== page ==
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Курсовик Антикризисное управление (Crisis Management)

Информация:

Тип работы: Курсовик. Предмет: Менеджмент. Добавлен: 23.5.2013. Сдан: 2012. Страниц: 18. Уникальность по antiplagiat.ru: < 30%

Описание (план):



1. The Art of Crisis Management……..………………..…………………………………...……....….3
2. Introduction………………………………...…………………………………….…………………..……....3
3. Planning..………………………………………………..…………………………………….....................4
4. Creating a Crisis Team………………………………………………….…………………..….....….…..7
5. Business Continuity ……………………………………….…………………………….....…………......9
6. 10 rules of crisis management …….………………………………………….………….……......10
7. Crisis Management Model………………………………………………………………………………13
Conclusion………………………………………………………………………………….………..…………….15


Reference…………………………………………………………...………………………………………….....17


CRISIS MANAGEMENT
The Art of Crisis Management
While we do not propose a formal definition of the word crisis in this manual, we treat any event that can, within a short period of time, harm your institution’s constituents, its facilities, its finances or its reputation as a crisis.
Crisis management is the art of making decisions to head off or mitigate the effects of such an event, often while the event itself is unfolding. This often means making decisions about your institution’s future while you are under stress and while you lack key pieces of information.
Consistent with the overall philosophy of this manual, the key to being able to manage a crisis is doing as much planning as practical before a crisis starts in order to best position you and your institution to respond to and mitigate such a situation.
The Crisis Management Continuum:
Introduction
What is usually called “crisis management” should be best understood as part of a broad continuum of activities as follows:
• Planning. Planning relates to getting your institution in the best position to react to, and recover from, an emergency.
• Incident Response. Incident responses are the processes that you have put into place to ensure that your institution reacts properly and orderly to an incident as it occurs. Examples of incident response include:
a. Evacuation after a called-in bomb threat
b. Denial of entry to suspicious persons
c. Calling for medical help when a child is injured in your school
• Crisis Management. Crisis Management is the management and coordination of your institution’s responses to an incident that threatens to harm, or has harmed, your institution’s people, structures, ability to operate, valuables and/or reputation. It takes into account your planning and automatic incident response, but must also dynamically deal with situations as they unfold, often in unpredictable ways.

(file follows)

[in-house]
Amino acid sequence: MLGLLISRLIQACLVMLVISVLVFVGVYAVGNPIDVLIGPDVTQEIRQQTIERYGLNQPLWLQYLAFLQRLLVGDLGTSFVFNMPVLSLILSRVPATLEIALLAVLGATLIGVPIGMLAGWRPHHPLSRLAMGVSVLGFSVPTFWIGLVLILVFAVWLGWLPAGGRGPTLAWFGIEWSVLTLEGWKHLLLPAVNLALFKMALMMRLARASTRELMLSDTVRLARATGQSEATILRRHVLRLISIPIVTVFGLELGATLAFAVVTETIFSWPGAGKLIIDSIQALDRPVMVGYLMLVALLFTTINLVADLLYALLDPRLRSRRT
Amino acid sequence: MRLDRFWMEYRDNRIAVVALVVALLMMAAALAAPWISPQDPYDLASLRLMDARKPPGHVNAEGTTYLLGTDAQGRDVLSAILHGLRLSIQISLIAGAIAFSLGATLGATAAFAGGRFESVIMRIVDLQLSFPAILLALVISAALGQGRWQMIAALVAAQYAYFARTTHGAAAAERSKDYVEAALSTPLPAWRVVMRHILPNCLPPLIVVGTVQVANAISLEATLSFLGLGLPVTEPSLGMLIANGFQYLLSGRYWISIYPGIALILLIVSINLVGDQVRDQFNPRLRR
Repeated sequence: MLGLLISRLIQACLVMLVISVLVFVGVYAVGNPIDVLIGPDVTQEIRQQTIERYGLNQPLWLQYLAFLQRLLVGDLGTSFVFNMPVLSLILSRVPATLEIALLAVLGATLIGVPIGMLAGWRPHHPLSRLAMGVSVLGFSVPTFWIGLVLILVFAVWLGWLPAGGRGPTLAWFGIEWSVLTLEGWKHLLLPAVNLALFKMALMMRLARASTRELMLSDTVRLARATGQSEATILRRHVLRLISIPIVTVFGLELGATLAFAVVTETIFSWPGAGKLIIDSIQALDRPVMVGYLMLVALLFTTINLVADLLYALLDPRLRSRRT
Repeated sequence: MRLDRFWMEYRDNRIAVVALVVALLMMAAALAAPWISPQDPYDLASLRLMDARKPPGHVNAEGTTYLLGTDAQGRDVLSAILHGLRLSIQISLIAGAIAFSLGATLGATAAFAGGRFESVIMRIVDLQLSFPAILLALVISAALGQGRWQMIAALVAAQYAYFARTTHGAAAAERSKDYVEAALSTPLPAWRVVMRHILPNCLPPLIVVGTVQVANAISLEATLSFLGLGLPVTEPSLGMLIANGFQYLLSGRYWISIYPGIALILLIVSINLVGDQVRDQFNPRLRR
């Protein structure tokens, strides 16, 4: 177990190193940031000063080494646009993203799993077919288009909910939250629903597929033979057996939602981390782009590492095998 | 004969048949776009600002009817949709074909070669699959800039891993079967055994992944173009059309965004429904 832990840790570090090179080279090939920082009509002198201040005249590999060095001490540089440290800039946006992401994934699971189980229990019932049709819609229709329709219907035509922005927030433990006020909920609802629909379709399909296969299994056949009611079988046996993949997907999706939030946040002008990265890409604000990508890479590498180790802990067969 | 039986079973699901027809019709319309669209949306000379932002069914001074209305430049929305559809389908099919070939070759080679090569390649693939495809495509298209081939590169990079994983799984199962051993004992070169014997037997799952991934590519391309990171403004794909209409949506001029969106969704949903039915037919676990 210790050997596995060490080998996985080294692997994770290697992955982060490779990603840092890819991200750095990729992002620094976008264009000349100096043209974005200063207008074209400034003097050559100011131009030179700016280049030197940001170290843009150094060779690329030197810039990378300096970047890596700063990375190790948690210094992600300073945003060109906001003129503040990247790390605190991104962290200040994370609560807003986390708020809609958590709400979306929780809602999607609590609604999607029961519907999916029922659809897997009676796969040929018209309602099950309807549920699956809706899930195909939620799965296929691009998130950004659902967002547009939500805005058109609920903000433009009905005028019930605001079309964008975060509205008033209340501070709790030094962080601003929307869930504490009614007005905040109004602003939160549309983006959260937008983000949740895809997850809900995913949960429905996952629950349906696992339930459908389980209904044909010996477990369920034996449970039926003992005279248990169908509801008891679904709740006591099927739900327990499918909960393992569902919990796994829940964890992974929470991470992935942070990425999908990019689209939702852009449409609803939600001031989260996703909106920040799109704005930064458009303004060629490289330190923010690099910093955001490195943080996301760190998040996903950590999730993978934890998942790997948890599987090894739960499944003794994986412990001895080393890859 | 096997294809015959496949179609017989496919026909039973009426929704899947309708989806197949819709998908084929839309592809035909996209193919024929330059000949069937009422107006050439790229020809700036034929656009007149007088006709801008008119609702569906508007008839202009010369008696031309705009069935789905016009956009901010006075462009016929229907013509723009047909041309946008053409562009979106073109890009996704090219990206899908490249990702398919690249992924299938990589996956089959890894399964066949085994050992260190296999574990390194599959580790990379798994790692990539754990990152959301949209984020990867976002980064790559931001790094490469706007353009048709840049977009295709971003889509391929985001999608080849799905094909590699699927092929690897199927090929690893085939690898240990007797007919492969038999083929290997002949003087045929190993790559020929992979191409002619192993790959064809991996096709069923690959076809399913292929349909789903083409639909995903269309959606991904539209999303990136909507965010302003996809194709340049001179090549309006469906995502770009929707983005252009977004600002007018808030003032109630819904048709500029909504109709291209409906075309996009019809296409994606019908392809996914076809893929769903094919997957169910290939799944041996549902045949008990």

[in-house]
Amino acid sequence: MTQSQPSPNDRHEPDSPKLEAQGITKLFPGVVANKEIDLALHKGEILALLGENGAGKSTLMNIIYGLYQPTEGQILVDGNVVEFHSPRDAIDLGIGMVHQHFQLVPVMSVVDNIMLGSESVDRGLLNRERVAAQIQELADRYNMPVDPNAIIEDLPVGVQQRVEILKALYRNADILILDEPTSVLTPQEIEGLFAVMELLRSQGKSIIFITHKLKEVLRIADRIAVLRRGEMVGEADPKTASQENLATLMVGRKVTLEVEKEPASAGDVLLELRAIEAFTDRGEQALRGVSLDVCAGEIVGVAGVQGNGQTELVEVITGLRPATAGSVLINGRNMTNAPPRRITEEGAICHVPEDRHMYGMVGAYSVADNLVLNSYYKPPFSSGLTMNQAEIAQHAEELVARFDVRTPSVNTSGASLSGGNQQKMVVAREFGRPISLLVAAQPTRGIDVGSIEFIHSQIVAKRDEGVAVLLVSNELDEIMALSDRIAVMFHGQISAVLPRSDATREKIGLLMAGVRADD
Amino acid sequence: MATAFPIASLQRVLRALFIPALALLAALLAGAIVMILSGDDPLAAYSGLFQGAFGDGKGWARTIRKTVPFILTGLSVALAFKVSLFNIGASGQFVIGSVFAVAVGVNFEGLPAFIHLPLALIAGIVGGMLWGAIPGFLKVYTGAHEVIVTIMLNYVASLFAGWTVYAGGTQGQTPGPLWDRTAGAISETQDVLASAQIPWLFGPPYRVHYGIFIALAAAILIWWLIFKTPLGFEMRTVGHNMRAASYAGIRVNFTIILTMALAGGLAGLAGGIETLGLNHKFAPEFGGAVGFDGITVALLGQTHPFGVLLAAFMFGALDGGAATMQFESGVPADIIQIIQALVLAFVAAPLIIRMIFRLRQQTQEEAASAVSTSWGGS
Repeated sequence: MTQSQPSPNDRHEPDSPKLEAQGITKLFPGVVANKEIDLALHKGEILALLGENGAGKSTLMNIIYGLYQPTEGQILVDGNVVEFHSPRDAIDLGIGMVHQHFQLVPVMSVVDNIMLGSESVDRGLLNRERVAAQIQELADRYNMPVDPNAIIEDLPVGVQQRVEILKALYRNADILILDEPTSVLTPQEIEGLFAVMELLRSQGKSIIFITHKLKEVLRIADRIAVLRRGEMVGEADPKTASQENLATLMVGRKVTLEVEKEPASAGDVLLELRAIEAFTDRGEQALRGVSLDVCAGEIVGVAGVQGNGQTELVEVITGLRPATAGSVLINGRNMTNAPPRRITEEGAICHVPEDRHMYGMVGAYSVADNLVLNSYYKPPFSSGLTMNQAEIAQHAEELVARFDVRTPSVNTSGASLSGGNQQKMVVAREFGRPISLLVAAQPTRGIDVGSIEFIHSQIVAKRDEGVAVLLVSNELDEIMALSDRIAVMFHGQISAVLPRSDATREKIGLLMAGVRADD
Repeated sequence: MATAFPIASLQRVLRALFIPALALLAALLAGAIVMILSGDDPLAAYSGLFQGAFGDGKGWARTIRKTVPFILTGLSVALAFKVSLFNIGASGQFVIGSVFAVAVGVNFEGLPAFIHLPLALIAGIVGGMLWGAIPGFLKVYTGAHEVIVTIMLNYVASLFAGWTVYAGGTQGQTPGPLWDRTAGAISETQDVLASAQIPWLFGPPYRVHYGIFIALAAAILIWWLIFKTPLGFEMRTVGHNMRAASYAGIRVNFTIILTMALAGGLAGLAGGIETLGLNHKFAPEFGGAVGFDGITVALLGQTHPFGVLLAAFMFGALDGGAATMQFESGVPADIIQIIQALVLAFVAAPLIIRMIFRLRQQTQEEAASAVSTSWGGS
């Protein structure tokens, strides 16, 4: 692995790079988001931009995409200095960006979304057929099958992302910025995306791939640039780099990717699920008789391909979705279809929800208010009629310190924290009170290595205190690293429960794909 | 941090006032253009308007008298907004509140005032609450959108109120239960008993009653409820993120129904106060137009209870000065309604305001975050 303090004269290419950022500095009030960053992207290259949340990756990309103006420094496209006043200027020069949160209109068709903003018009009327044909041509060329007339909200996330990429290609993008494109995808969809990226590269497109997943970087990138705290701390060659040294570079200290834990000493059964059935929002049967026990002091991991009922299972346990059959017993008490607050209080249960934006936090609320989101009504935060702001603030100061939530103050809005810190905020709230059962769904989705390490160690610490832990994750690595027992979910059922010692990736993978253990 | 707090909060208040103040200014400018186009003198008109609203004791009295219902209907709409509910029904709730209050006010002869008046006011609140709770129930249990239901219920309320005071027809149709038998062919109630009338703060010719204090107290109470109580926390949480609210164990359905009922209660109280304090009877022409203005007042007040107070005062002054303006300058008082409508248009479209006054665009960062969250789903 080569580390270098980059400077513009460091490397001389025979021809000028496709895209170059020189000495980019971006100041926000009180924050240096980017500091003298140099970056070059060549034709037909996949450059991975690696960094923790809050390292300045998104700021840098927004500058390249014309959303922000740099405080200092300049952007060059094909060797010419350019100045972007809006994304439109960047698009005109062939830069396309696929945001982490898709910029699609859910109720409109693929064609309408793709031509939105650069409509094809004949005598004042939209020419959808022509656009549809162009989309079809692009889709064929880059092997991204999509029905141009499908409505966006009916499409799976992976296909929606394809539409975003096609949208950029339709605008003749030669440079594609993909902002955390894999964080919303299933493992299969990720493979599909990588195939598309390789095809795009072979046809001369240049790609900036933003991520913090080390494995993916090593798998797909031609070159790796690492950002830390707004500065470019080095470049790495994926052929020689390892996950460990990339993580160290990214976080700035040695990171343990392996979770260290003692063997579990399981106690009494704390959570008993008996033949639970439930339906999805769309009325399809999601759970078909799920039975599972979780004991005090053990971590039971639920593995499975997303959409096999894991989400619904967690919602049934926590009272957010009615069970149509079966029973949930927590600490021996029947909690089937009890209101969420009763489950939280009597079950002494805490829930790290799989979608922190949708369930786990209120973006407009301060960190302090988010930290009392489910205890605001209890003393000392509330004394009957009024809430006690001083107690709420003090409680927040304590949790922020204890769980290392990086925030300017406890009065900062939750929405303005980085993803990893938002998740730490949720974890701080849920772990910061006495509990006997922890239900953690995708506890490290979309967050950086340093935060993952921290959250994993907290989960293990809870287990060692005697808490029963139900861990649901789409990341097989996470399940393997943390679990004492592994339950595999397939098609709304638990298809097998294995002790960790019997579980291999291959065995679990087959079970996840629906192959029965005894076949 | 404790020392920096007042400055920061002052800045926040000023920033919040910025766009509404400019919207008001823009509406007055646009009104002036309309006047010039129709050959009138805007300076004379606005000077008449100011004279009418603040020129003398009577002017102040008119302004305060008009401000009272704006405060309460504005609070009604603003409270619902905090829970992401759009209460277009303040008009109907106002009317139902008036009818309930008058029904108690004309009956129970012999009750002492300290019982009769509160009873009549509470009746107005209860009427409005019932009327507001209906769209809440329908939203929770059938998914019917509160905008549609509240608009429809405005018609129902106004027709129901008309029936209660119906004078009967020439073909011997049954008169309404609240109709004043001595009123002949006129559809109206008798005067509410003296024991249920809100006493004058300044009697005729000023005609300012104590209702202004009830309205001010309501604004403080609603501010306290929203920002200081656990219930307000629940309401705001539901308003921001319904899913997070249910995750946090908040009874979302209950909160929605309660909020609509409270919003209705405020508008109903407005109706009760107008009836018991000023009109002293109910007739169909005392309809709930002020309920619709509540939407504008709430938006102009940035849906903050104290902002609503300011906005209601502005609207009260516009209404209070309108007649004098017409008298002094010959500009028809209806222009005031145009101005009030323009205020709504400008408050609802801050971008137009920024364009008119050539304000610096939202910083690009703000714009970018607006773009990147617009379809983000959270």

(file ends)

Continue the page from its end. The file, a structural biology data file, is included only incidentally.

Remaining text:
• Business Continuity. Business continuity relates to those steps necessary to restore your institution to normal functioning.
As will be discussed in detail below, a great deal of crisis management occurs before a crisis begins: it is about planning and preparing.
The Crisis Management Continuum:
Planning
Introduction
As mentioned above, planning relates to getting your institution in the best position to react to, and recover from, a crisis. Planning for a crisis is discussed in some detail throughout this manual. For example, the chapter on explosive threats helps you consider what is necessary to plan to respond to an explosive threat-related crisis at your institution. The chapter on armed intruders seeks to do the same.
However, there are two elements of planning that are unique to managing a crisis:
• Creating escalation rules for your employees and
• Creating a crisis team.
In short, the goal is to have employees who know when to report problems and a team of senior employees who are ready to react to them. Each will be discussed in turn.
Creating Escalation Rules for Your Employees:
- Preventing, Detecting and Controlling a Crisis
Creating escalation rules for your employees is an essential element in crisis prevention, detection, and control. This means that you train your employees to bring matters to the attention of more senior personnel for their analysis and handling as soon as possible, preferably before they become critical. It means not only setting clear rules for when an employee must notify senior staff of a problem (for example, whenever a caller or letter writer mentions suing your institution), but also empowering staff to feel comfortable reporting concerns to senior staff (for example, ensuring that junior staff do not feel at risk of ridicule or a negative job review if they in good faith report what they inaccurately believe is a problem).